Golden barrel cacti, of the genus Echinocactus grusonii, are perfectly suited for growing indoors in areas where the plant can get plenty of sunlight. However, the cactus is less likely to flower indoors than when it's grown in a garden or yard. Amusingly, the plant's nickname is "mother-in-law cushion."
Barrel cacti, as the name implies, are almost perfectly round when juvenile, so they make excellent display plants. They are highly attractive, given the evenly spaced rows or spines of their deeply ribbed lobes. As they grow, it's not uncommon for them to stretch out so they look more like ovals than circles. As with most cacti, the secret to their successful growth indoors is nearly perfect drainage, as opposed to letting them dry out.
The genus Echinocactus includes about six species of barrel cacti, including the golden variety, that are native to Mexico and the southwestern United States. These are true desert plants that cannot handle standing water when growing. Use these guidelines to keep the plant healthy when growing a barrel cactus indoors:
- Light: A barrel cactus does best in a very sunny window, perhaps a southern exposure. Plants that do not get enough sunlight will grow slowly and fail to thrive.
- Temperature: While the plant favors warm, dry conditions, the cactus can tolerate temperatures down to 50 degrees Fahrenheit. It does best without humidity, but should be just fine in a regular household environment.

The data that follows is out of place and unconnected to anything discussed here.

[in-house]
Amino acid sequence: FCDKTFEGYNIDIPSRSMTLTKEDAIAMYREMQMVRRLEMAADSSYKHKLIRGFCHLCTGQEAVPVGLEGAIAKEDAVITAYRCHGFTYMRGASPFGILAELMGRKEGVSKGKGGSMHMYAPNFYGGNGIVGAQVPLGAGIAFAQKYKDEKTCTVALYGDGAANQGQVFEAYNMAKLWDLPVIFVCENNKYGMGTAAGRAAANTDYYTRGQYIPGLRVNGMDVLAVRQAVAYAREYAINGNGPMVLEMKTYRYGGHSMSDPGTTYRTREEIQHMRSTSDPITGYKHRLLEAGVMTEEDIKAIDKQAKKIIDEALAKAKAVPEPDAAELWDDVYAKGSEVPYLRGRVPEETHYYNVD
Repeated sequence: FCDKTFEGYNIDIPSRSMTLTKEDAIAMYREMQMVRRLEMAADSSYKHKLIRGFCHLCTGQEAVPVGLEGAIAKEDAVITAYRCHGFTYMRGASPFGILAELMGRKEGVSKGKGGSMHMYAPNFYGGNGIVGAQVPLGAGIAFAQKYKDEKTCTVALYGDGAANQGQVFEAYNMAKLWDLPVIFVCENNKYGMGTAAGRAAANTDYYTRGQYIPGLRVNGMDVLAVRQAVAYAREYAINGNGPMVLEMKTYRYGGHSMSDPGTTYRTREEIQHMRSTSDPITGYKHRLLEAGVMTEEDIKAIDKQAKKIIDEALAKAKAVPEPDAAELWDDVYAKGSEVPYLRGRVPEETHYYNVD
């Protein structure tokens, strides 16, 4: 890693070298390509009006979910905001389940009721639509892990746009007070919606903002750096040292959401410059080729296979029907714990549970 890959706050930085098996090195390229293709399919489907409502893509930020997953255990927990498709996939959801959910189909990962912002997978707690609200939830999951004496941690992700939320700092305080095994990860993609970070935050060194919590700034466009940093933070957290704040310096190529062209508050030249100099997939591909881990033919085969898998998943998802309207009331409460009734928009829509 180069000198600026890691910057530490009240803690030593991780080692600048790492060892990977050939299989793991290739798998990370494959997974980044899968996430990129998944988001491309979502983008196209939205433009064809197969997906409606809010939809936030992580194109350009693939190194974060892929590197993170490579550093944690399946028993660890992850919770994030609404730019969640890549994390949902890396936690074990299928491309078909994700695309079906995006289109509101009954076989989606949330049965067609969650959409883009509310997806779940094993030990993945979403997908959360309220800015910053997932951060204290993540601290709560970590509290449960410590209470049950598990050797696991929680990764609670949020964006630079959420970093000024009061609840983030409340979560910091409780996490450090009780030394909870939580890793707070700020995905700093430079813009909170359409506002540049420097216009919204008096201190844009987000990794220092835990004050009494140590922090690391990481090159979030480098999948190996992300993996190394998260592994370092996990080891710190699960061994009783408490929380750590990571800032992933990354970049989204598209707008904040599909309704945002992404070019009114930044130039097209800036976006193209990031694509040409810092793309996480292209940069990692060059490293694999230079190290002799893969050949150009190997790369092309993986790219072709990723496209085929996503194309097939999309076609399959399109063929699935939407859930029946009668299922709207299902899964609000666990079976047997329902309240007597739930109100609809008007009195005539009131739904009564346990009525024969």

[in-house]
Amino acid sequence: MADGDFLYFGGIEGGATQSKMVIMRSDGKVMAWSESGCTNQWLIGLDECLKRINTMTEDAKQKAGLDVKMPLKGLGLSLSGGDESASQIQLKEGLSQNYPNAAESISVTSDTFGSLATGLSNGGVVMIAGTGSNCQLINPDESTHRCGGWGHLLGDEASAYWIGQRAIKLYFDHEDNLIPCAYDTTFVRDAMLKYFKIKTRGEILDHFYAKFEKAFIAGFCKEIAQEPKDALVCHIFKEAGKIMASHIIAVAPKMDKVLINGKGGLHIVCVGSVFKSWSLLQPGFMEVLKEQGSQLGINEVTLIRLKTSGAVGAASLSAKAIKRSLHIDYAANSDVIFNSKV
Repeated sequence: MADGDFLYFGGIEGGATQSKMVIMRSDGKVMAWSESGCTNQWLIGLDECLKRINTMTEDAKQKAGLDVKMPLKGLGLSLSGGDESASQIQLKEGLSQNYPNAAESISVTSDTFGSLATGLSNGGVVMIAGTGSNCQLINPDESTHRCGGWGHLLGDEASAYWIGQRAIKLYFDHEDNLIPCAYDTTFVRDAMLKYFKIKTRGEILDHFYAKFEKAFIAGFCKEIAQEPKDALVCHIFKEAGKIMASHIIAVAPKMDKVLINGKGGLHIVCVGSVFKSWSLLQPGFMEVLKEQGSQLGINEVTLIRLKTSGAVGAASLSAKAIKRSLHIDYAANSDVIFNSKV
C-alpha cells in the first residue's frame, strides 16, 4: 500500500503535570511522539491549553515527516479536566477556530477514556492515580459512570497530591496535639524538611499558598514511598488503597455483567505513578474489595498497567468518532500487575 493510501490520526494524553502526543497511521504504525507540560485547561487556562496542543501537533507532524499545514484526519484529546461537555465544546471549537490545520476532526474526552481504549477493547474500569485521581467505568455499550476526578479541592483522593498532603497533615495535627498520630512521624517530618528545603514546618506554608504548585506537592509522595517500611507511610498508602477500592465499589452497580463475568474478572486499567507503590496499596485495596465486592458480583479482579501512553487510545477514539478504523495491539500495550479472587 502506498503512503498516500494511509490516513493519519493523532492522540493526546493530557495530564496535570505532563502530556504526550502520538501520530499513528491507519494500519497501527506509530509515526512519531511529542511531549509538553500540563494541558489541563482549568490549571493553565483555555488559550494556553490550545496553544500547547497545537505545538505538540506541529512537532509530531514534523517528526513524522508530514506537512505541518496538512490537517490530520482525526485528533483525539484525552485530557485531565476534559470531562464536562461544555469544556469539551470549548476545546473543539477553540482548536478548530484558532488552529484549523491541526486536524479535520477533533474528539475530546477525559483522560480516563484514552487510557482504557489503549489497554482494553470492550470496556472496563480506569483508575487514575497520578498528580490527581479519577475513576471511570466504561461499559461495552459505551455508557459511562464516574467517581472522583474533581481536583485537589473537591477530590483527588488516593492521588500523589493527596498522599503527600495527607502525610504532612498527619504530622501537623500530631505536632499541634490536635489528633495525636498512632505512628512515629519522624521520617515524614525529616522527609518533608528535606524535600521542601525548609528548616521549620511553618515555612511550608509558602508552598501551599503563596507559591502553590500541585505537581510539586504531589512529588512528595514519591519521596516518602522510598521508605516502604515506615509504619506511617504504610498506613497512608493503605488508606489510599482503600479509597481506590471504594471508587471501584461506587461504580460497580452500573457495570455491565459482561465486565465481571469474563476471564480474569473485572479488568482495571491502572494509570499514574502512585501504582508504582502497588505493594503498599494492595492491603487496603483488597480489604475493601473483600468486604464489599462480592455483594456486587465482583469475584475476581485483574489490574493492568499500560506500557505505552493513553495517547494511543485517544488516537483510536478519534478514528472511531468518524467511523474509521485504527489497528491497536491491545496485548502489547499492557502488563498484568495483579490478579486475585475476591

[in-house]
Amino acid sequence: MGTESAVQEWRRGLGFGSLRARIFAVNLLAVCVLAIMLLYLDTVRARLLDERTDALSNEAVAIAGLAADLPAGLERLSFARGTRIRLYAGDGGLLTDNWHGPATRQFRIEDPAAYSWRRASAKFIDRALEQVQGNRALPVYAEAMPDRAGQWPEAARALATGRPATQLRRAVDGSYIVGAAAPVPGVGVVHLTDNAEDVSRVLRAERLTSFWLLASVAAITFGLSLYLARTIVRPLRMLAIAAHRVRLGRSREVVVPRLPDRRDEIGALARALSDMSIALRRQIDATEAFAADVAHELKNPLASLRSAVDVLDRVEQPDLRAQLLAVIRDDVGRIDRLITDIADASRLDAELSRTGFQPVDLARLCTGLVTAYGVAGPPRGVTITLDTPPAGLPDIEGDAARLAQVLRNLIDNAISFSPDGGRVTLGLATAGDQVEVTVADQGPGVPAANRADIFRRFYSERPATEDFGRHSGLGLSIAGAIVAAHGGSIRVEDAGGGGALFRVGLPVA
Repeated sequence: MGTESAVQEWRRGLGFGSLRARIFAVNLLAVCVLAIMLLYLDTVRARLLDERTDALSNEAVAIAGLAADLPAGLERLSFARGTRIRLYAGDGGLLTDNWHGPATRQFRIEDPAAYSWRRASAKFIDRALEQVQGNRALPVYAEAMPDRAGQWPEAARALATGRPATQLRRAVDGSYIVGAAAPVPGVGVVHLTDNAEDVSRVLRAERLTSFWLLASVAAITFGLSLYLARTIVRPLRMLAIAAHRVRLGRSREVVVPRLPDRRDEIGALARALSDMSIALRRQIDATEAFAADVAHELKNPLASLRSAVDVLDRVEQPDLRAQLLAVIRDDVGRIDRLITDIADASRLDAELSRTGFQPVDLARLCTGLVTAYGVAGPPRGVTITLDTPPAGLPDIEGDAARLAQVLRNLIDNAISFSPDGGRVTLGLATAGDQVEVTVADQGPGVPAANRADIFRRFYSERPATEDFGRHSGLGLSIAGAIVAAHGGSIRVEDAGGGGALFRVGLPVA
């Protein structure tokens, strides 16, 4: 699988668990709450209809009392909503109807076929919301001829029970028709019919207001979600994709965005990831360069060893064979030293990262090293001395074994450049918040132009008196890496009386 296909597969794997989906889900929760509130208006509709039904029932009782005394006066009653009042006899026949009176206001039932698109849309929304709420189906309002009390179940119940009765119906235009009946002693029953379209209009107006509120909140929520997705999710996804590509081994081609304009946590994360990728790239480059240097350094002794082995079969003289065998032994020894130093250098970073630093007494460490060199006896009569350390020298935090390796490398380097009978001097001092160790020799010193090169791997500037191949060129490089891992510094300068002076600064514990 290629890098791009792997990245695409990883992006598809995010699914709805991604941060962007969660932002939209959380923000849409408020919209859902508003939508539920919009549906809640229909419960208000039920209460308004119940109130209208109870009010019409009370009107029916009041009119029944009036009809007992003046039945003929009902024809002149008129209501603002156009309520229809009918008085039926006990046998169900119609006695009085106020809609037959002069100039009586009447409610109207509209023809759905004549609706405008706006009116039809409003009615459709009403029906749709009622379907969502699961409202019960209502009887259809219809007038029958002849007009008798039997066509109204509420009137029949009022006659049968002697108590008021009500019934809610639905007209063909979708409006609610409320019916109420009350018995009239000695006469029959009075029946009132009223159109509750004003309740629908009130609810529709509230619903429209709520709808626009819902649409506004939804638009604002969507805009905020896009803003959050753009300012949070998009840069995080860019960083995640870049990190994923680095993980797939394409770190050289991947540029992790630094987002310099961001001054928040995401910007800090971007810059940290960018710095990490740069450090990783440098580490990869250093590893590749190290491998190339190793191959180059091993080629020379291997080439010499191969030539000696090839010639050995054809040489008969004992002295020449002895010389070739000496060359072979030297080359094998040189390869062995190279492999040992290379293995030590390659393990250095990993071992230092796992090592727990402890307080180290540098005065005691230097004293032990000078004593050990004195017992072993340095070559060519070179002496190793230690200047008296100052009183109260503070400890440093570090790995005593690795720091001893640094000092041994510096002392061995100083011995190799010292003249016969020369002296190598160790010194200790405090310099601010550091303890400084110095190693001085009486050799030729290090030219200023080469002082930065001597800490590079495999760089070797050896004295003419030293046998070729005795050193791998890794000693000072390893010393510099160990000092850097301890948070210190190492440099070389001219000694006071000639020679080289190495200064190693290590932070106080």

- Water: Water infrequently, and ensure that the soil drains completely. Do not leave any water sitting in the tray or allow them to sit in water. Golden Barrel cacti are very prone to root rot.
- Soil: A cactus soil mix is ideal. If you use a regular peat-based mix, be sure to add sand or extra perlite to enhance drainage. Repot the plant when the soil begins to break down. Encourage drainage by adding a few inches of gravel or small pebbles to the bottom of the pot.
- Fertilizer: Feed with a weak liquid cactus fertilizer throughout the growing season.
Make sure to place the golden barrel cactus in a location where a child or a pet won't get unexpectedly poked with the sharp spines.
A barrel cactus is typically propagated by seed. A mature cactus will bloom in the summer with flowers that grow in whorls around the top of the plant. To seed a cactus, plant the seeds shallowly in a cactus mix and keep them warm and very slightly moist.
It's best to repot at the beginning of the growing season, or in summer. To repot a cactus, make sure the soil is dry, then gently remove the pot. Knock away the old soil from the roots, making sure to remove any rotted or dead roots in the process. Treat any cuts with a fungicide.
Place the plant in its new pot and backfill with potting soil, spreading the roots out as you repot. Leave the plant dry for a week or so, then begin to water lightly to reduce the risk of root rot.